What in the world could this possibly have to do with Musse (pronounced Moosey) Audio speakers. A lot, it turns out. I first saw the Reference Two NFs from across the room. They looked pretty large for stand-mounted speakers. Then I walked closer, and they kept getting bigger, and bigger, and bigger…. I thought that were I forced to have monitor speakers (not that there’s anything wrong with that), these could go a long way toward restoring my manhood. These things are by far the largest monitors I’ve ever seen. I took some measurements. The NFs are shaped like a trapezoid, so I was forced to recall (read: fudge) some of my high school math to calculate the volume. I was amazed that the Musses are only 5% smaller by volume than my floorstanding Soliloquy 5.3s – quite moosey indeed!

The NFs made me think of another of Jordan’s aspects: he played even bigger than he looked. Same with the NFs. From the listening position, they appear to be a fairly normal monitor, but the output tells you that something much bigger lurks within. This illusion is created in part by the aforementioned trapezoidal shape in that you can’t see the top of the speaker in a sitting position. And if you tend to angle your speakers toward the listening position, as I typically do, you can’t see much of the sides either. From the listening position, you don’t have a visual clue to the 16 inches of depth that makes the Musses seem so big and no doubt contributes significantly to the NF’s overachieving output. The speaker fronts are solid black rectangles, which gives them a very stark appearance from the listening chair, kind of like the interiors of fine German automobiles. And like German cars, this stoic fascia indicates these speakers are about performance first, so we definitely have a form-following-function thing happening here.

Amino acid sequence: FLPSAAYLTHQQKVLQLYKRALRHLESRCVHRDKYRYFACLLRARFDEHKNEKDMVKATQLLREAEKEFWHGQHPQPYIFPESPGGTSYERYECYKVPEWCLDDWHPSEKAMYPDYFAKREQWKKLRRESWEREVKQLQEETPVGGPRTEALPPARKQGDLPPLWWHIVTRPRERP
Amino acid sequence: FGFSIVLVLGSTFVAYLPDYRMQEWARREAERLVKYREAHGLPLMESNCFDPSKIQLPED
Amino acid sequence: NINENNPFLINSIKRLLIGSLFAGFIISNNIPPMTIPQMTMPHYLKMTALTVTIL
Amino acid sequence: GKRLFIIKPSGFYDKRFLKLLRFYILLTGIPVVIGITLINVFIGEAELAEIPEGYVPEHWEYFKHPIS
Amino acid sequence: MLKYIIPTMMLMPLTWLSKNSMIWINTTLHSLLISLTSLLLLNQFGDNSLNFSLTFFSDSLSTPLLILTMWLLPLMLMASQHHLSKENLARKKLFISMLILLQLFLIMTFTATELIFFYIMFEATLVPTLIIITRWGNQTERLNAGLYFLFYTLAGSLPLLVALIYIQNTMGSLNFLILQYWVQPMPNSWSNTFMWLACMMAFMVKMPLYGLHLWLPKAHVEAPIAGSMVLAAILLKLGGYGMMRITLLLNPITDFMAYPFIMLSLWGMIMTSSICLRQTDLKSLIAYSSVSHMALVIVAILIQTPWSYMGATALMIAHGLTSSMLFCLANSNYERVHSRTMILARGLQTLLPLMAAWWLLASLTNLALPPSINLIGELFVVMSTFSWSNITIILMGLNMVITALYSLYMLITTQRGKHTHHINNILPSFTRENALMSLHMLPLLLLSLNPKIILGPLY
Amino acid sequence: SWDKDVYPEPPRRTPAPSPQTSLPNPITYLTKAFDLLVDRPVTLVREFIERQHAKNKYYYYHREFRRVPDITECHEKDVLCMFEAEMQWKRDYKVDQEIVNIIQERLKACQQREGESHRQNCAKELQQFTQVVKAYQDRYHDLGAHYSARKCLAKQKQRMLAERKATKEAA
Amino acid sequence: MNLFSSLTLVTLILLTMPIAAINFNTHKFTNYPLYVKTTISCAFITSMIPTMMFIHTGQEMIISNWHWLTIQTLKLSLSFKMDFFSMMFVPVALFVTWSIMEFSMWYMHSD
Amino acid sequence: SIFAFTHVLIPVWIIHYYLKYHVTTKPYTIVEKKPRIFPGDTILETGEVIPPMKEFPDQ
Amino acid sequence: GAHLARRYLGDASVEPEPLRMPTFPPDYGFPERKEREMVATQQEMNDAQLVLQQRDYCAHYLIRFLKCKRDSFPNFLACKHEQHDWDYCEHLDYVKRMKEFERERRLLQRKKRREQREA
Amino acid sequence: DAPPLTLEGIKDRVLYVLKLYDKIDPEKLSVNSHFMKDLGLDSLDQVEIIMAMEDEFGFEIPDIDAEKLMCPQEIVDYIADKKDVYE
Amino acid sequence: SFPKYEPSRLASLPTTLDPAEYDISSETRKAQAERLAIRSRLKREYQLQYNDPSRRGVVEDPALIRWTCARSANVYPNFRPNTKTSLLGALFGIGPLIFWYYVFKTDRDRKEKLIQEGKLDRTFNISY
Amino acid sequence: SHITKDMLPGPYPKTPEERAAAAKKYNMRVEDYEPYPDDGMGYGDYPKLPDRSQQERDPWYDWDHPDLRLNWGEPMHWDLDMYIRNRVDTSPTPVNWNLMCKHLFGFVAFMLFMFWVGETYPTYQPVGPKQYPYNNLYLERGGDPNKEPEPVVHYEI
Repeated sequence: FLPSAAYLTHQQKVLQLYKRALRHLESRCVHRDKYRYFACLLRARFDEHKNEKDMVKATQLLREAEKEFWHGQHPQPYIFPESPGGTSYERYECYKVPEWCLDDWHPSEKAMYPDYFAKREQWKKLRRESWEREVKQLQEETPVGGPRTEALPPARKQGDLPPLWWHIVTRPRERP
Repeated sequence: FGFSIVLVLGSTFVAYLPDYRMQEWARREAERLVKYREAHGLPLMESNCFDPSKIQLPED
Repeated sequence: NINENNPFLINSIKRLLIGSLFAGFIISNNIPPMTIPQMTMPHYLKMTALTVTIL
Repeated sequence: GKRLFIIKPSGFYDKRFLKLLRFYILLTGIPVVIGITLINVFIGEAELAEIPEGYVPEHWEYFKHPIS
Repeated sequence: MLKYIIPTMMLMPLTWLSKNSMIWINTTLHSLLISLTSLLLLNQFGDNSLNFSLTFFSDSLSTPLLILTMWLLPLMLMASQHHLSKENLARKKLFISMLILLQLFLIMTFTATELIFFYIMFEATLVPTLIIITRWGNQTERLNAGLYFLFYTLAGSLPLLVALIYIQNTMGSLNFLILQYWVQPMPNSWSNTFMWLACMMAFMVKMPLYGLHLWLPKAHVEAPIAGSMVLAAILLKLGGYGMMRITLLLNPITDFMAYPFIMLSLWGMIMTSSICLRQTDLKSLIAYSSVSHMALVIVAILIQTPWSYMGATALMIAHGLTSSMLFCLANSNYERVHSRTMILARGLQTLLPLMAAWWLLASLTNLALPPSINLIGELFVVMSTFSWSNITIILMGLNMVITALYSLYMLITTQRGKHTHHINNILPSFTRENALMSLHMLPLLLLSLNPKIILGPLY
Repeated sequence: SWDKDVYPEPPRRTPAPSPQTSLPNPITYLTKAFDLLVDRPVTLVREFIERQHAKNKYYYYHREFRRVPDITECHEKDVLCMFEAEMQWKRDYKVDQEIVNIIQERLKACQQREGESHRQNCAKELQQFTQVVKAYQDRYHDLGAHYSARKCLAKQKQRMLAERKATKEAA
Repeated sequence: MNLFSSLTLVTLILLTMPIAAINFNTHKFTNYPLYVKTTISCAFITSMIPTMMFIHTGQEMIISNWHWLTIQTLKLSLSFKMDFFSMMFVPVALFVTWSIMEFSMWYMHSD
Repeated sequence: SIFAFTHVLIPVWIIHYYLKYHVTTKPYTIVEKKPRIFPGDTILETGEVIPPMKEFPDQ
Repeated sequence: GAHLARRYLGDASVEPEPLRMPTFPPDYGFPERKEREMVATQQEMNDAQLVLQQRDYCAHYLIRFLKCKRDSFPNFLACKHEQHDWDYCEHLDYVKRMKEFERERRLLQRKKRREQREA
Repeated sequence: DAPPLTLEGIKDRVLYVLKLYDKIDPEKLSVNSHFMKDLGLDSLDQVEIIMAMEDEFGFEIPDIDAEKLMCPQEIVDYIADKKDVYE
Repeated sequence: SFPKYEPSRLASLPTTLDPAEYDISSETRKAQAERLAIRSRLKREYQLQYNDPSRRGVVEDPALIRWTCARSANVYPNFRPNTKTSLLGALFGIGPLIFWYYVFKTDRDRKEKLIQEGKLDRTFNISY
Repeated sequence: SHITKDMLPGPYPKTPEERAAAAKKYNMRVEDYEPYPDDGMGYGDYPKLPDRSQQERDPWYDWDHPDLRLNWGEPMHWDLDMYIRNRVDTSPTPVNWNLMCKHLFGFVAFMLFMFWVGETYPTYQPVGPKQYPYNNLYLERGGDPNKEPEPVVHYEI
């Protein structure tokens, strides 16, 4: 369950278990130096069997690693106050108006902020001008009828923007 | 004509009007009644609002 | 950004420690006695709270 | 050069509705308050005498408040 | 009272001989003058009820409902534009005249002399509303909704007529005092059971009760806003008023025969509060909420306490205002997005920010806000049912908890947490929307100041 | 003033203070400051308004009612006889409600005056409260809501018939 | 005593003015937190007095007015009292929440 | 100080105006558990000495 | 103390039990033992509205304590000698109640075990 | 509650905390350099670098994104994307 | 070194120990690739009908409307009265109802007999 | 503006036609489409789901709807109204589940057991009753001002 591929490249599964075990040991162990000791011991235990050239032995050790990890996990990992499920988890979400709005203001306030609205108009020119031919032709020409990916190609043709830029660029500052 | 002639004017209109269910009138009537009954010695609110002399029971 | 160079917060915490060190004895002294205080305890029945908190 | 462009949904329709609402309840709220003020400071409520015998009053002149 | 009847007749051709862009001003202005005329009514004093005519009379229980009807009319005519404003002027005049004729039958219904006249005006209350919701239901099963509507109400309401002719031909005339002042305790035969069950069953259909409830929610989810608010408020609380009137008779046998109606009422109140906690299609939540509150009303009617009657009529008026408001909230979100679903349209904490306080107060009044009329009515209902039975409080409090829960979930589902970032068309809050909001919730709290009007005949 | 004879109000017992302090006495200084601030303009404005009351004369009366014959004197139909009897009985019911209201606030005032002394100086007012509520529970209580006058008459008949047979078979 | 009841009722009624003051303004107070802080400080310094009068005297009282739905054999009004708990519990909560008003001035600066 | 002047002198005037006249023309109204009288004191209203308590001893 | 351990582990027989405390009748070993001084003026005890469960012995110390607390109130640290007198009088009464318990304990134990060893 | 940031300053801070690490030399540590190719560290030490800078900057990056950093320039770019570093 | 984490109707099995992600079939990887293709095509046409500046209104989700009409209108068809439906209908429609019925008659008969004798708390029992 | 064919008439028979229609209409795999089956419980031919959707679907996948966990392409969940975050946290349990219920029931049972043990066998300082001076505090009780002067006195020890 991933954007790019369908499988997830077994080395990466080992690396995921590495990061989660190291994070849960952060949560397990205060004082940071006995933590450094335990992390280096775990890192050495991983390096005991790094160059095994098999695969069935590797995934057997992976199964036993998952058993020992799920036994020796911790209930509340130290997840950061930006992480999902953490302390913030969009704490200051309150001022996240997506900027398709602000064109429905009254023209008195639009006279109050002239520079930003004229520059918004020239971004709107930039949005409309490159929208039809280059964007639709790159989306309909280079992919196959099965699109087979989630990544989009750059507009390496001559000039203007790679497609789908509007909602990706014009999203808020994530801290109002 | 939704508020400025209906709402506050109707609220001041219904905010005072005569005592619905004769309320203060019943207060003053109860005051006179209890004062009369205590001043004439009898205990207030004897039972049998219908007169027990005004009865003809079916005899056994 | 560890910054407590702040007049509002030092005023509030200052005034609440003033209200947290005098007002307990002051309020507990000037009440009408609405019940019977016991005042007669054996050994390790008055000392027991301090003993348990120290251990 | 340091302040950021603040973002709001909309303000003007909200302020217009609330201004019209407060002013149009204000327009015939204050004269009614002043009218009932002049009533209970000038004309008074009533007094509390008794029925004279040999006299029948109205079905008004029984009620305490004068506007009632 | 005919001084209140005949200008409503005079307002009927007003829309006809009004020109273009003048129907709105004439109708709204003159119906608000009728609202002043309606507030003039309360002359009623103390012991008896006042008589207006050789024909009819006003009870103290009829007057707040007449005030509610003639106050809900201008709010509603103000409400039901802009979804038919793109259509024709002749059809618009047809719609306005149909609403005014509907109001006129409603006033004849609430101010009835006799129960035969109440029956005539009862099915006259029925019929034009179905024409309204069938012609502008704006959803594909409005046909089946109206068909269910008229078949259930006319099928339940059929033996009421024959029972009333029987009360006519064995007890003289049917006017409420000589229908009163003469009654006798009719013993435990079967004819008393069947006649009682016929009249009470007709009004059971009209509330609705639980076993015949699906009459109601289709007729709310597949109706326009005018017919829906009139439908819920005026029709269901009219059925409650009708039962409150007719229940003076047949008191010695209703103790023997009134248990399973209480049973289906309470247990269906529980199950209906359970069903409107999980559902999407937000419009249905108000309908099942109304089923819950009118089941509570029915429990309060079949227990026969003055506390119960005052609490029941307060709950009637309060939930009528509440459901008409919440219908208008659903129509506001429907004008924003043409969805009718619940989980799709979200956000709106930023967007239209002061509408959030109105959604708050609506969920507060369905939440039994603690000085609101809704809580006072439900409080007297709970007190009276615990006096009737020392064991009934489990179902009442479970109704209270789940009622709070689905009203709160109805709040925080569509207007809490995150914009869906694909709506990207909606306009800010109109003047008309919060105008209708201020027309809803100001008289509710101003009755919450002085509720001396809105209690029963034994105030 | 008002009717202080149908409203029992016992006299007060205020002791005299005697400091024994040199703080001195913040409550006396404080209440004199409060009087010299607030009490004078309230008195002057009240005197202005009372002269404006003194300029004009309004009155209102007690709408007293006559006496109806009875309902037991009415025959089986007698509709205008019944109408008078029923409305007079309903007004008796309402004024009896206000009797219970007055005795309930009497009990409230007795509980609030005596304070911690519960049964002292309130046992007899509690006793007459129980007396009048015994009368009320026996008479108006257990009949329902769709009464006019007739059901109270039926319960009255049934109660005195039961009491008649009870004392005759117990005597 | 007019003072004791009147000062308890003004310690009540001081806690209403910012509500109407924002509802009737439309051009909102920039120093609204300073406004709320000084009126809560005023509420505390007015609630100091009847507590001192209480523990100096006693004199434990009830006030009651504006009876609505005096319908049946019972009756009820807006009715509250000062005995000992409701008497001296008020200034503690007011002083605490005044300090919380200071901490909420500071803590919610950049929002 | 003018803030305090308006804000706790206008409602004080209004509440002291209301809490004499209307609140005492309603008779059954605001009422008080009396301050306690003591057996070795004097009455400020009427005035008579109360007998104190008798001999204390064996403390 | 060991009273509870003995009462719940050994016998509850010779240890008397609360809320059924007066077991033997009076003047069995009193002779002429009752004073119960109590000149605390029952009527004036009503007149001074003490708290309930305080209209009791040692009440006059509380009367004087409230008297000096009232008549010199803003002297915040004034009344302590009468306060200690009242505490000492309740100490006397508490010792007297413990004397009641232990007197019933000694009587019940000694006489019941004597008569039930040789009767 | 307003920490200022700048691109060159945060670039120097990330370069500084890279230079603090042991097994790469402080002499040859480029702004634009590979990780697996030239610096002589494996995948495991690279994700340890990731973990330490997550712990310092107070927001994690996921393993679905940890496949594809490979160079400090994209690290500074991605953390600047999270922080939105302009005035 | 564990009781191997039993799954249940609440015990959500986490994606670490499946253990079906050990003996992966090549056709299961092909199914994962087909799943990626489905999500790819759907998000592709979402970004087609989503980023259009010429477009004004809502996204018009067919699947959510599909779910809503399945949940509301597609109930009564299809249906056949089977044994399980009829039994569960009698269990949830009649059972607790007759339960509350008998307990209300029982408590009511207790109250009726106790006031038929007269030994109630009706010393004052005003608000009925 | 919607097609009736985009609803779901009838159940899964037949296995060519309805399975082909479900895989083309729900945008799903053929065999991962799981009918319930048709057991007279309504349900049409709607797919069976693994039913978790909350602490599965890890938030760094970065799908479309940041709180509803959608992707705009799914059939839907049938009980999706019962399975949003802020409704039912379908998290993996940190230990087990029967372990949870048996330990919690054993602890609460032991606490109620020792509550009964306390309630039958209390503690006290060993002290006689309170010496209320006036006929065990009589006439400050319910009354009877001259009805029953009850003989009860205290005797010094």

In fact, these speakers were designed and built in – you guessed it (or looked at the headnote) – Singapore, that bastion of high-end audio. The concept is simple: take the best parts and technology available and execute. Easier said than done; otherwise, we’d be awash in perfect loudspeakers. And while I’m not willing to call any speaker perfect, the folks at Musse are certainly on to something. At $5000 per pair, the NFs are not cheap, but inspection reveals where the money went.